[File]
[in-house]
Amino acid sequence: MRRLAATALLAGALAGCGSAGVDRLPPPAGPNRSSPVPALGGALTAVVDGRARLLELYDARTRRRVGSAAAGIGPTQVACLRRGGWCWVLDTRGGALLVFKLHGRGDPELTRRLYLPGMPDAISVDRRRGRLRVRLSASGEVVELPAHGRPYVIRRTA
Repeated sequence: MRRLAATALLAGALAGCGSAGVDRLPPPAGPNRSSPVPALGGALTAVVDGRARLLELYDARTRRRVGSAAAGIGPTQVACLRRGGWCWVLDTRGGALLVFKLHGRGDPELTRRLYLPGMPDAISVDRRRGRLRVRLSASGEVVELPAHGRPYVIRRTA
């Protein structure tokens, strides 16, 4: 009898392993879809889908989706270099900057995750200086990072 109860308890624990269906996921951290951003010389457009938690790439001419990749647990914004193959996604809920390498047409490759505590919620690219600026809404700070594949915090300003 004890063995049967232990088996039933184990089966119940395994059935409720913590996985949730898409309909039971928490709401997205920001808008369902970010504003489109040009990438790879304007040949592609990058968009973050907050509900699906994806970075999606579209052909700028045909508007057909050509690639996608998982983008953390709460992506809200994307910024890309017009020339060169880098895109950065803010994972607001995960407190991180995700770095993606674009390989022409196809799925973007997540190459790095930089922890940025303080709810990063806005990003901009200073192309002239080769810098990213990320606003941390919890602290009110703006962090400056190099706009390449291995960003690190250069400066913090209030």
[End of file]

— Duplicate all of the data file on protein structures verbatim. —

[in-house]
Amino acid sequence: MRRLAATALLAGALAGCGSAGVDRLPPPAGPNRSSPVPALGGALTAVVDGRARLLELYDARTRRRVGSAAAGIGPTQVACLRRGGWCWVLDTRGGALLVFKLHGRGDPELTRRLYLPGMPDAISVDRRRGRLRVRLSASGEVVELPAHGRPYVIRRTA
Repeated sequence: MRRLAATALLAGALAGCGSAGVDRLPPPAGPNRSSPVPALGGALTAVVDGRARLLELYDARTRRRVGSAAAGIGPTQVACLRRGGWCWVLDTRGGALLVFKLHGRGDPELTRRLYLPGMPDAISVDRRRGRLRVRLSASGEVVELPAHGRPYVIRRTA
């Protein structure tokens, strides 16, 4: 009898392993879809889908989706270099900057995750200086990072 109860308890624990269906996921951290951003010389457009938690790439001419990749647990914004193959996604809920390498047409490759505590919620690219600026809404700070594949915090300003 004890063995049967232990088996039933184990089966119940395994059935409720913590996985949730898409309909039971928490709401997205920001808008369902970010504003489109040009990438790879304007040949592609990058968009973050907050509900699906994806970075999606579209052909700028045909508007057909050509690639996608998982983008953390709460992506809200994307910024890309017009020339060169880098895109950065803010994972607001995960407190991180995700770095993606674009390989022409196809799925973007997540190459790095930089922890940025303080709810990063806005990003901009200073192309002239080769810098990213990320606003941390919890602290009110703006962090400056190099706009390449291995960003690190250069400066913090209030």